(image via Babycastles / Facebook)

(image via Babycastles / Facebook)

Crash Report
Opening Monday December 12 at Babycastles, 6 pm to 11 pm. On view through December 18. 

Babycastles, which recently scored nonprofit status, presents this showcase of work by Parsons students in the Design & Technology program. The creators have specifically crafted a variety of video game art as well as new and experimental ways to experience and play video games, drawing from “folk games,” the old-school arcade aesthetic, and the idea of games as social interactions. Babycastles is no stranger to this sort of boundary-pushing video game art– just recently we’ve profiled shows they’ve done featuring games conjuring feelings of social anxiety, mystical games about Tarot cards, witches, mental health, and more. The games in Crash Report appear to run the gamut, from quests to build “the ultimate sandwich” or find the biggest sword in the land to a dreamlike experience about a boat at sea. And in Luis Gerardo Huiza Blanco’s piece Firewall, you play “a hacker tasked with retrieving information from a corrupt, brutal government.” …Too soon? In addition to the all-ages opening reception, the show also features a “not quite closing party” on Friday night and a day of artist talks on Sunday afternoon.

(photo via rolando vega is the chickinman / Facebook)

(photo via rolando vega is the chickinman / Facebook)

Rolando Vega
Opening Tuesday December 13 at The Footlight, 6 pm to 8 pm. 

Ridgewood bar and venue The Footlight, which features local bands as well as fitness and yoga classes, will now be turning their main room into a gallery space of sorts beginning this Tuesday. Throughout the winter season, the space will showcase the work of colorful NYC-based artist Rolando Vega. The East Village-based street artist is also known as “The Chickinman,” and can usually be found sporting complex and slightly terrifying costume creations, incorporating items like leis, Barbie dolls, spikes, face paint, and rainbows. Recently photographed by The New York Times for his elaborate Easter costume with plastic eggs and “sea creature legs,” Vega’s creative output also extends beyond his own body. The work on view at The Footlight appears to be mostly 2D patchwork creations, containing the same vibrantly colorful, jagged elements as his costumes. Vega and his son Henry will be present at the opening tomorrow night for a meet-and-greet, and any work purchased at the opening will come with a complimentary glass of champagne.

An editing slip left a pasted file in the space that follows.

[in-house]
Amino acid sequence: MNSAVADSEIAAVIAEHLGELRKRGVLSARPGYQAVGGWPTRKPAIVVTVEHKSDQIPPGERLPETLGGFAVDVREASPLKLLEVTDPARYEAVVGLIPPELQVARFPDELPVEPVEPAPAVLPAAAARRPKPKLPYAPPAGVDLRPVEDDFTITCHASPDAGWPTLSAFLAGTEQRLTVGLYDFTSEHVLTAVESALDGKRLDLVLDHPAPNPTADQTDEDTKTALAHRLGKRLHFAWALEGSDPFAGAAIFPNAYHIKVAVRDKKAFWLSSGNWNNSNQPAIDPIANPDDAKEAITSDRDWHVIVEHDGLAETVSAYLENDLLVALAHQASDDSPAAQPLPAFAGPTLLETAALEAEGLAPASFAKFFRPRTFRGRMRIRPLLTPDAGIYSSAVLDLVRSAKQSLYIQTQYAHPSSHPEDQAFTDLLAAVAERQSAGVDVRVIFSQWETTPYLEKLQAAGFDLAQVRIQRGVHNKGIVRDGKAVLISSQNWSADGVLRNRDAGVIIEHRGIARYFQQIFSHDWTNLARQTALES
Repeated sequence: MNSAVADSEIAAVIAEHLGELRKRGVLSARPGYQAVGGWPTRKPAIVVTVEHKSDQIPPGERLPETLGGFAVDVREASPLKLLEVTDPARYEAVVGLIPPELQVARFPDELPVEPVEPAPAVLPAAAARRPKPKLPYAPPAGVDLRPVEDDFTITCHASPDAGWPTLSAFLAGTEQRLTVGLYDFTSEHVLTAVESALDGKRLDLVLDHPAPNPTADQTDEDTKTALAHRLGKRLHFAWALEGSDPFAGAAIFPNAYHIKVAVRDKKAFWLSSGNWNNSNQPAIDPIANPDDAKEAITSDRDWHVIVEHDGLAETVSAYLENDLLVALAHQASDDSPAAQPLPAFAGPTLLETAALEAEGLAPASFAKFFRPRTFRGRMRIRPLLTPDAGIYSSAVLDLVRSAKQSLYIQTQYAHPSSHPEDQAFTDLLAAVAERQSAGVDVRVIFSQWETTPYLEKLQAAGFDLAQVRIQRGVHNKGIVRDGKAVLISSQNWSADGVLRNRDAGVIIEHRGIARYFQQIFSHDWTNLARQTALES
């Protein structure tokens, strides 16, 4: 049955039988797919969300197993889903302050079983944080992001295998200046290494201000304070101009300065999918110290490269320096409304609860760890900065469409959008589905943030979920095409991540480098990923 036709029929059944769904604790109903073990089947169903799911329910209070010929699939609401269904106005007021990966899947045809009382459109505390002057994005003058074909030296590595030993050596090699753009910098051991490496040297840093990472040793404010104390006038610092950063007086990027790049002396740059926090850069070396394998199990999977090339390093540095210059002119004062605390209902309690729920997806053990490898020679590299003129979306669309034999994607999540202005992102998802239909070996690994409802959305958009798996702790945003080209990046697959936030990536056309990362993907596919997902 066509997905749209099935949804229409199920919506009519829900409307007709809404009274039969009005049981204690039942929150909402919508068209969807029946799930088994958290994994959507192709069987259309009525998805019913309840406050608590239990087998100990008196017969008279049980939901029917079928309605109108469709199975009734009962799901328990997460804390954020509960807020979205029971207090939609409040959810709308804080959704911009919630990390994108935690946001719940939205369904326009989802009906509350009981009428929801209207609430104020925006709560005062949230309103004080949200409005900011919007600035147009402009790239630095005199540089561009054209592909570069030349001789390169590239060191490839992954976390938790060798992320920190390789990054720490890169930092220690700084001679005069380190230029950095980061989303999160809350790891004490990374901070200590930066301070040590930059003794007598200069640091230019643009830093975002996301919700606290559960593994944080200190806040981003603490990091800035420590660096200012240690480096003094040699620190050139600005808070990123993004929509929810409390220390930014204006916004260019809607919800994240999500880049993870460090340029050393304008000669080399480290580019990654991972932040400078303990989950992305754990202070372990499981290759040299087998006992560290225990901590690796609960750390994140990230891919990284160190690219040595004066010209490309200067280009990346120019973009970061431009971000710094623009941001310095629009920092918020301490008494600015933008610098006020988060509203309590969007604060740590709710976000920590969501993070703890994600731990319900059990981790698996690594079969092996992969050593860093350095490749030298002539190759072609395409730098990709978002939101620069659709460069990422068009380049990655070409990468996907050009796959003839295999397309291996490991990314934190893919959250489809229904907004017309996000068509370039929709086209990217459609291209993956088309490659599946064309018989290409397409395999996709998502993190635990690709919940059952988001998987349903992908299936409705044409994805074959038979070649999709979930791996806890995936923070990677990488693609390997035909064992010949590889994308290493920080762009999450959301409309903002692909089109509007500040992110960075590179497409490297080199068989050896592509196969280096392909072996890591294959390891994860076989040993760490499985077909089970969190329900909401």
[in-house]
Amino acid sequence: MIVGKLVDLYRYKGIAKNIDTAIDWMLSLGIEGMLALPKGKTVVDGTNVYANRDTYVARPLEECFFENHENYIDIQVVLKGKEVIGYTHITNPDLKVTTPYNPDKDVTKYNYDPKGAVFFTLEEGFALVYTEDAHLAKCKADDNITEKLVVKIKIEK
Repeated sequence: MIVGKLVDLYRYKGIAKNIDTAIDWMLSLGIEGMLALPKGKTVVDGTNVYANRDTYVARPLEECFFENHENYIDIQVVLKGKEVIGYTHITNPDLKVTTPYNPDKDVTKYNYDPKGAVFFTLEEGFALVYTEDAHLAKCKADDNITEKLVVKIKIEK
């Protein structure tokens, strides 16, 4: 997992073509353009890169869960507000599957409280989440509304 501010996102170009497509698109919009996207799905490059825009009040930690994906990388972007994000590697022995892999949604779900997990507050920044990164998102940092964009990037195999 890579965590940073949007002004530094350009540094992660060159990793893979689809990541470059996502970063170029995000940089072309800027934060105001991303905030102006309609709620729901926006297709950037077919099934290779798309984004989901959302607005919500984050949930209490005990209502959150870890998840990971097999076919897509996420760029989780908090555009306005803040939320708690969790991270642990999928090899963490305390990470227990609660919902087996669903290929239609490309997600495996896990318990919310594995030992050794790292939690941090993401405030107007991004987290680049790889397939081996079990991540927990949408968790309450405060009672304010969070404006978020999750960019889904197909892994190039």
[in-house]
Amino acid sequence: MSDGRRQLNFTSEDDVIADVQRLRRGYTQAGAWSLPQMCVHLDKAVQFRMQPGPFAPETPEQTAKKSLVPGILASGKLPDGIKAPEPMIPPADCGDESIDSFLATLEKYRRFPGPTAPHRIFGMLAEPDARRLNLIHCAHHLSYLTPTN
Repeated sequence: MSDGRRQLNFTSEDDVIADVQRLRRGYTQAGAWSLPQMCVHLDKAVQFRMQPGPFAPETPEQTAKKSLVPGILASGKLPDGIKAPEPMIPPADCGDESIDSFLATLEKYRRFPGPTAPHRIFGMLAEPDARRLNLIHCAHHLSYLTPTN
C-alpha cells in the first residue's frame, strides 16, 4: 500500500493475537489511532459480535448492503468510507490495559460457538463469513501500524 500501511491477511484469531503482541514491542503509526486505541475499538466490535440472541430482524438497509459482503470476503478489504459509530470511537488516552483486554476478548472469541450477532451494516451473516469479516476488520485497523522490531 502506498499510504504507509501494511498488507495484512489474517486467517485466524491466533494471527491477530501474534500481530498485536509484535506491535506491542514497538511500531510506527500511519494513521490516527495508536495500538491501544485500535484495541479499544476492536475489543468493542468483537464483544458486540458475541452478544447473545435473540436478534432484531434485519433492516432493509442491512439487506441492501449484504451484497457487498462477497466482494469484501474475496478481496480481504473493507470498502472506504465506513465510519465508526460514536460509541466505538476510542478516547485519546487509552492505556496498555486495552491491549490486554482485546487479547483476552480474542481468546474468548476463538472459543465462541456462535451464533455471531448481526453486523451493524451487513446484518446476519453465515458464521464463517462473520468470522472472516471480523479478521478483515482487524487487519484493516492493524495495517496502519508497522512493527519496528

(flyer via Lucky / Facebook)

(flyer via Lucky / Facebook)

Kink N’ Draw
Tuesday, December 13 at Lucky, 7 pm to 10 pm. $5 suggested donation. 

If you’ve grown tired of the regular old Drink & Draw, and sketching nude models in everyday poses no longer gets your creative juices flowing, swing on down to recently-opened Avenue B dive Lucky for an unconventional take on this artistic pastime. Dominatrix and performer Lady Zombie plays hostess for the evening, which includes several “S&M-inspired tableau” poses and a wardrobe change, so you can get practice drawing, say, lace or latex in addition to the human form. Artists and aspiring artists of all skill sets and levels are welcome, as long as they bring their own sketching supplies. After the drawing has concluded, the drinking will continue as attendees and models alike are encouraged to stay and mingle.

Esther Kläs Untitled, 2013 ink on paper 19 x 24 inches (image courtesy of Coustof Waxman)

Esther Kläs Untitled, 2013 ink on paper 19 x 24 inches (image courtesy of Coustof Waxman)

GRAMMAR
Opening Friday December 16 at Coustof Waxman, 6 pm to 8 pm. On view through January 22.

Chinatown art space Coustof Waxman made a splash last month with their show, Slow, dimwitted carnage, which asked artists to create unconventional sculptures that could double as containers for liquor, displayed alongside a bizarre collection of guitars emblazoned with promotional graphics and logos. For their next show, GRAMMAR, opening this Friday, it seems they’ve gone a more minimalist route. Featuring the drawings of four artists, GRAMMAR takes the unique position of framing the medium of drawing—often part of an artist’s drafting process or seen as more simple than other mediums—as “the medium closest to thought.” Thus, these four artists speak through drawing, creating “their own independent form of language” that is minimal, abstract, rough, scribbly, smudged, or anything in between.